Alumnae Christina Bell '07, Shannon Holste '07, and Emily Richardson '07 were pictured in the shower together on the cover of the campus magazine Newsweek Current.
Thanks to these women, Washington College has earned the title of "Sexiest in Sustainability."
The cover story, titled, "Shower with Your Roomie, and 33 More Ways You Can Save the Planet," focused on Washington College's increasing efforts towards sustainability, especially with regard to the George Goes Green program.
"I'm thrilled," said Holste about the cover story. "When we started George Goes Green we weren't sure it was going to take off at all, and then for it to skyrocket as it did was incredible."
Newsweek contacted Holste via College Relations. After she was interviewed, Holste drove to Philadelphia with Bell and Richardson for the photo shoot.
"We weren't sure we were going to be on the cover," said Holste. "There was an art director and a make-up artist...it was quite an experience to be a model for the day. We joked around that we felt like we were on 'Top Model,'" she added.
So what does it feel like to be labeled "Sexiest in Sustainability" by Newsweek?
"It just kind of fits," Holste said. She cited last year's photo competition for George Goes Green as an example.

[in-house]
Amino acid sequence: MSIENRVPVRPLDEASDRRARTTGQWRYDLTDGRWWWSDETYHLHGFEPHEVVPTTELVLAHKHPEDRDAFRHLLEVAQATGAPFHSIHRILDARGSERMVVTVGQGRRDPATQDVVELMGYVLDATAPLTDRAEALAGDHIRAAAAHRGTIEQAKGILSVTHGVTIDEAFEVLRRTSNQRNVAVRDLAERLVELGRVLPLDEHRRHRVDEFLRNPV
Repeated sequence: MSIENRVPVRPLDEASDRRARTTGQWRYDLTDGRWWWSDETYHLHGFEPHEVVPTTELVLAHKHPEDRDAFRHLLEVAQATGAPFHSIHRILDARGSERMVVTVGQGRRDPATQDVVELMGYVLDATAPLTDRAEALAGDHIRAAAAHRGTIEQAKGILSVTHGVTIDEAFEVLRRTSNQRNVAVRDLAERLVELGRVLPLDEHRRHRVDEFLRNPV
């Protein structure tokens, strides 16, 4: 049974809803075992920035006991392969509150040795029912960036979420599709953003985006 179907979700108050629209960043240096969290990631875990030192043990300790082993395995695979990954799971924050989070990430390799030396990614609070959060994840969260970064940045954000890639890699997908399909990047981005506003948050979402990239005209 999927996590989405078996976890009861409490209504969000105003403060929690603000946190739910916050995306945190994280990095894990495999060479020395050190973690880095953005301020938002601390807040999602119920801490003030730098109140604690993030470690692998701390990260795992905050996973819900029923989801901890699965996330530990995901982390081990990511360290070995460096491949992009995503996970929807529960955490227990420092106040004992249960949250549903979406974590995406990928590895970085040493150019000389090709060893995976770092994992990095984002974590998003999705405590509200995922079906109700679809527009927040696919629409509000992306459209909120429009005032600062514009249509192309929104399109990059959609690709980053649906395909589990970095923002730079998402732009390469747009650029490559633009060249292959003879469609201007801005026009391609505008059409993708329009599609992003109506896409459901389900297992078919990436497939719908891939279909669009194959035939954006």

"We thought, what's going to catch the attention of a lot of students? The answer seemed kind of obvious. Our photos were kind of risqué...people half naked in the library and guys running around in their boxer shorts," Holste said.
Everything was done in the name of sustainability, however, even the suggestion to shower with your roommate. "I think a lot of people had that idea before," Holste said. "I brought that idea with me from my first college and we continued it at WAC," she said.
When asked about the current status of WC sustainability, Holste said, "They're getting on track. It's always a difficult question because a lot of colleges have been on track since 1990."
Holste pinpointed President Tipson's arrival to Washington College as a turning point in WC's green efforts.
"It's most important that the President signed the carbon neutral pledge. He's now committed us to going forward," she said.
Holste also added, "It was a slow start, but there's been administrative support in terms of Dining Services and Buildings and Grounds being more than willing to listen and be cooperative."
She said that smaller efforts, like renovating old dorms with environmentally friendly appliances and light bulbs, are the behind the scenes efforts that can really make a difference.
Holste did point out one flaw of the cover story, however.
"One of the things that bothered us about the article is that it didn't really give credit to other people who worked on the campaign - SEA, Emily and Cristina, they were definitely fundamental. There are a lot of people that have been working on it, and we couldn't have done it without their help," she said.